One surprising observation was with the optical heart rate measurement. I have always had problems with the Garmin Elevate’s inbuilt heart rate monitor since their inception in the Fenix 3, so much so that I have reverted to the chest based model. I mainly had trouble when transitioning from a swim straight into a run, where the sensors would wildly fluctuate. Now Garmin state that for complete accuracy the recommend using the chest strap anyway, however, I had no such issue with the Spartan trainer. I was able to use the heart rate monitors solely during my run and rides and the heart rate monitor disabled and re-enabled its self accurately during my swim to run training sessions. That is a big win for me.
The watch doubles as a fitness tracker, including steps, heart rate and sleep tracking. As triathletes we tend to not use these features as much, however, I did find myself wanting for my Heart Rate Variability measurements (see EliteHRV review if you’re looking to understand HRV.) The ‘casual fitness’ features didn’t seem as fleshed out as my Garmin.
The training interface is simple enough to use with multiple configurable fields and sports. Selecting a new training programme is as simple as choosing ‘exercise’ on the watch and your away. You can select the fields as you train or have them automatically rotate through. The buttons did seem a little harder to press than my Fenix and 920xt, a testament to the build quality, however, this is a minor gripe.
One feature that I absolutely love was the ‘how are you feeling’ question after training. This feature lets you log your mood to help plan you training and recovery. Athletes are starting to learn that it’s not just physical fatigue that is affecting your performance and the ability to track these softer metrics is a move in the right direction.
Mobile and Web Application
The mobile application, called Movescount is supported on both Android and iOS and is simple enough to setup and pair.
The interface is very basic, only really looking at your last activities and feelings over the 30 day period as well as your device and personal setup. One of the great features I noticed was the ability to set your personal heart rate and power settings for the individual not the device, (Garmin users rejoice!) However beyond that, most of your detailed configuration, planning etc. will be done on the website. Now as a long-term Garmin Connect user, I rarely go beyond my mobile application, which is jammed with content. Suunto really needs to invest some time on the mobile platform given the competition in the market.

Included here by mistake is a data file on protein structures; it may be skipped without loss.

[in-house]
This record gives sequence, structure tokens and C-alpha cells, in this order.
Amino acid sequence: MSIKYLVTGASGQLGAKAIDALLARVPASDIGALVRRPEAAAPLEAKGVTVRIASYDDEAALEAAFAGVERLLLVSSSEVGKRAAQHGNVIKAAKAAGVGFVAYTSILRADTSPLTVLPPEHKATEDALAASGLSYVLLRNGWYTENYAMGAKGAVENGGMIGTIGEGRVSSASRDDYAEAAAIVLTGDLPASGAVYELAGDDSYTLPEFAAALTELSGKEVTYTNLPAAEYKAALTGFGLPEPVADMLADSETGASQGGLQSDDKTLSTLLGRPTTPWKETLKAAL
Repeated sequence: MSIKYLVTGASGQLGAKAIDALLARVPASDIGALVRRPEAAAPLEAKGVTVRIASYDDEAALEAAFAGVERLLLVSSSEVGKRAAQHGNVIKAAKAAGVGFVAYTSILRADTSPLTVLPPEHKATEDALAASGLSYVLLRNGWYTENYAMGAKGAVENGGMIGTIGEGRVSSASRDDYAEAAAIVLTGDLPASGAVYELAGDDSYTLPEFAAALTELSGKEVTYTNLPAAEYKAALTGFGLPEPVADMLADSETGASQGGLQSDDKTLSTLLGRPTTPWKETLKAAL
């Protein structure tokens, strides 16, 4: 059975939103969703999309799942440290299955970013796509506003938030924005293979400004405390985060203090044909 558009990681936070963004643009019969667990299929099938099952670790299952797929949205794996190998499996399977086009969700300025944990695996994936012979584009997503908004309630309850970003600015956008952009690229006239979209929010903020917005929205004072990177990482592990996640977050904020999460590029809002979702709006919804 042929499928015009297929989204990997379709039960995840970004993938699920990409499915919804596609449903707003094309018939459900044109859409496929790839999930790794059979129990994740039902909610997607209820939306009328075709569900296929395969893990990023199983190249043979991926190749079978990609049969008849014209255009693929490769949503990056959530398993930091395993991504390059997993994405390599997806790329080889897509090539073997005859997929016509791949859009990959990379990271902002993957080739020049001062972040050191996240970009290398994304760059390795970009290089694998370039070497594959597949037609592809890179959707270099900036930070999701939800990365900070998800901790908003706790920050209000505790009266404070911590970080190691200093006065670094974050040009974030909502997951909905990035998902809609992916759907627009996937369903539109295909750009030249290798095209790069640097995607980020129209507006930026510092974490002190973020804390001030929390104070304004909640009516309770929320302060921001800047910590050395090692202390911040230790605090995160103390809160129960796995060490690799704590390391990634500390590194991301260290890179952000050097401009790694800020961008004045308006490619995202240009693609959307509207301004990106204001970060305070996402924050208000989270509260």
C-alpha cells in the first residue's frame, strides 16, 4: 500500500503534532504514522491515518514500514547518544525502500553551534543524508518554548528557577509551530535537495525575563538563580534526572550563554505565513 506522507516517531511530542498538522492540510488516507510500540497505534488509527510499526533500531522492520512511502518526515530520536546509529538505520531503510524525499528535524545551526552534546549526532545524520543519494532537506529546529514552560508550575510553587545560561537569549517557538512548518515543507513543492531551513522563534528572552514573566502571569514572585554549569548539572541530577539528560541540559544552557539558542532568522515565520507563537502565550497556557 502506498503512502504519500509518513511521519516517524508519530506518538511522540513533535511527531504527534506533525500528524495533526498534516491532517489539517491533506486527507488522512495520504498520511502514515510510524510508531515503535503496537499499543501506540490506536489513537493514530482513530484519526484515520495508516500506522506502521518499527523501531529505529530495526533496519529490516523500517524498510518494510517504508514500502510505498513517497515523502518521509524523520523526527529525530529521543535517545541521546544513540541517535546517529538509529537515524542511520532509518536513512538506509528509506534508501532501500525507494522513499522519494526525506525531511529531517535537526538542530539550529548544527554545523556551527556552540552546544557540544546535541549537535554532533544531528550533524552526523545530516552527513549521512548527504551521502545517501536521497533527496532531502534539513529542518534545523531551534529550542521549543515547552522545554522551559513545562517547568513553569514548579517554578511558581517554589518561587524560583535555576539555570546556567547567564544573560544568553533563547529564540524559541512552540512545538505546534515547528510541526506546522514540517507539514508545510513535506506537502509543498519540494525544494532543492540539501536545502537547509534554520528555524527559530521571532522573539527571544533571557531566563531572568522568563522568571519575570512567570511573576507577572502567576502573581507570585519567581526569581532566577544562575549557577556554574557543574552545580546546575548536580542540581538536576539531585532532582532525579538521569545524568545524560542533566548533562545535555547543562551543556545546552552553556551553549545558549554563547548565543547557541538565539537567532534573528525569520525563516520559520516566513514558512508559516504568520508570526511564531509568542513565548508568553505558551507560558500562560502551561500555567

I’m not going to go into a detailed review of the Movescount website as its specific to Suunto and not the watch, however, it’s reasonably well developed, but nowhere near Garmin connect. Where it varies heavily from Garmin is its ability to download programmes specific to your goals (i.e. Sub 3hr Marathon) and sync them with your device… Pretty cool.
I have to say that I’m absolutely amazed by the features of this watch at its price point. It may not be as flashy as a Fenix 5 but at half the price, it’s a long shot from containing half the features and almost looks as good (especially the metal Bezel.)
Well, with a watch so fully featured who would I recommend it to? As Triathletes we love data, often too much, and for me, it really becomes less of a discussion around the watches and more the features of Movescount vs Garmin Connect. I think intermediate to advanced Triathletes would love the data produced by Connect, whereas beginner to intermediate triathletes would love the simplicity of Movescount and the app. Therefore I the Suunto Spartan Trainer would make a great beginner triathlete watch, so much so its now become my default recommendation for anyone looking for an entry-level watch!